GDANSK, Poland, AUG. 31, 2005 (Zenit.org).- Benedict XVI rendered a tribute of “historical justice” to the Polish labor movement Solidarity, which made possible Europe’s reunification.
“We all realize the great significance that the emergence of this labor union had in the vicissitudes of Poland and in the history of the whole of Europe,” the Pope wrote in a letter to Archbishop Stanislaw Dziwisz of Krakow, his special envoy to today’s celebration for the labor union’s 25th anniversary.
The Holy Father’s letter was read during the Mass presided over by Archbishop Dziwisz, which culminated the celebrations in the old shipyard in Gdansk, and was attended by world leaders.
“Not only did it bring about unimaginable political changes in Poland, setting the Polish people on the path to freedom and democracy,” Benedict XVI wrote, “but it also indicated to other nations of the former Eastern bloc the possibility to repair the historical injustice that left them on the other side of the Iron Curtain.”
In his message, the Holy Father recalled Pope John Paul II’s efforts to have “this act of historical justice take place” so that Europe would “be able to breathe with two lungs, the Western and Eastern.”
Benedict XVI also recalled the “skillful diplomatic work” in favor of Solidarity, carried out by Archbishop Dziwisz himself, who for 40 years was Karol Wojtyla’s private secretary.
Workers’ strikes in the Baltic city of Gdansk and other Polish cities in the summer of 1980 led to the birth of Solidarity, the first independent labor union in Eastern Europe. Its president was electrician Lech Walesa, who in 1983 received the Nobel Peace Prize.
After being forced underground by the imposition of martial law, Solidarity struggled until 1989, when it obliged the Communist government to negotiate a peaceful transition to democracy. It marked the beginning of the collapse of the other dictatorships that gravitated around the Soviet Union.
“I know also that it was a just cause, the best proof of which is the fall of the Berlin Wall and the introduction in the European Union of the countries that had remained outside of it after the Second World War,” observed the Holy Father.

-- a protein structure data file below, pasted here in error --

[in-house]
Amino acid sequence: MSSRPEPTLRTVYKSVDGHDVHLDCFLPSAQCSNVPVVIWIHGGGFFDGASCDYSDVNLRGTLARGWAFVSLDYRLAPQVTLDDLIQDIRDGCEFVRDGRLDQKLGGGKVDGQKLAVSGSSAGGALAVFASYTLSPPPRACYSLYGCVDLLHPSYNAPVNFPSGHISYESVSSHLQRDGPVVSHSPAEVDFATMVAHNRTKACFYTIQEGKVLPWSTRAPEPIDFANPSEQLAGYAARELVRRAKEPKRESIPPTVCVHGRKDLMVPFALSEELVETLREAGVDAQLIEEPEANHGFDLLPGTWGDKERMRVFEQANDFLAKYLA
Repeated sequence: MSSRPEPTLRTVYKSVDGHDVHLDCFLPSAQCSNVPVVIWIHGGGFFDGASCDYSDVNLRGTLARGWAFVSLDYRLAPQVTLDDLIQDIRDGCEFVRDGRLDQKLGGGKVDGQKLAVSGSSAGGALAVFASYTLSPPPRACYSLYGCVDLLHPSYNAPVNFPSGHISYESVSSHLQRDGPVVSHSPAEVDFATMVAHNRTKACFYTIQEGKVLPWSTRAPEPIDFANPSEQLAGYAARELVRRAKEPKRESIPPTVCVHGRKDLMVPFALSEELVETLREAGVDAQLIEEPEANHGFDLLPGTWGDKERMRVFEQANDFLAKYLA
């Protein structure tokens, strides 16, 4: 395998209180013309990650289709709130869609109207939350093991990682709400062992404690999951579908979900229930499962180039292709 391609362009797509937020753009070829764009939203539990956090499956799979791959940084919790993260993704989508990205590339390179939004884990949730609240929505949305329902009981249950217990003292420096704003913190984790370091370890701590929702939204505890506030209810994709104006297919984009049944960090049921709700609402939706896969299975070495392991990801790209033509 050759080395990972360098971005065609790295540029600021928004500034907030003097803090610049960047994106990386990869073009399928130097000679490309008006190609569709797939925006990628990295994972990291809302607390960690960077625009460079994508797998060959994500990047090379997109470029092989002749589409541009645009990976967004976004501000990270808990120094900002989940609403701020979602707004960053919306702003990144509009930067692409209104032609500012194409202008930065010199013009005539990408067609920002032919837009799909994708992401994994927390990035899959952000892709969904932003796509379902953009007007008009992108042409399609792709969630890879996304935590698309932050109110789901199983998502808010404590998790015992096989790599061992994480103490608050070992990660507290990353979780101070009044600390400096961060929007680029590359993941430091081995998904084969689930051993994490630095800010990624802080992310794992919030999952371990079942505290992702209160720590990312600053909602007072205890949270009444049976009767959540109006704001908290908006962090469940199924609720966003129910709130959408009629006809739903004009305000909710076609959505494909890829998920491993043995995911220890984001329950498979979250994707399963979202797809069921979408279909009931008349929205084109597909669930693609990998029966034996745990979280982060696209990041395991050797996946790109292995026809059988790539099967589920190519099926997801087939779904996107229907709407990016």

In the message, Benedict XVI congratulated Poles who, “with the support of the Church, had the courage to unite their spirits, ideas and forces and this union bore fruits that have lasted until today in the whole of Europe.”
“My heartfelt hope is that all will be able to enjoy not only freedom but also the economic well-being of the country,” concluded the letter.
Archbishop Dziwisz said during the Mass that “in this city, workers pronounced the word ‘solidarity’ in a new way and in a new context. They pronounced it with all their strength and determination, as a system could not continue to be tolerated that fueled envy, the class struggle, the struggle of one people against another, of man against man.”
Return to roots
The Krakow archbishop paid tribute to the men of the Church who supported Solidarity.
In addition to John Paul II, he mentioned Cardinal Stefan Wyszynski and Father Jerzy Popieluszko, Solidarity’s chaplain, who on the night of Oct. 19, 1984, was kidnapped by the security forces, tortured and killed.
“There is no doubt that Solidarity, specifically, awakened in men oppressed by the totalitarian regime the awareness of their social subjectivity,” said the archbishop.
Finally, the prelate urged that the labor union return to its roots and ideals, as “power passes to new hands,” but the workers “expect help in the defense of their just rights.”
He added: “We are really aware that new efforts and sacrifices are needed to improve people’s material situation both here and in other places.”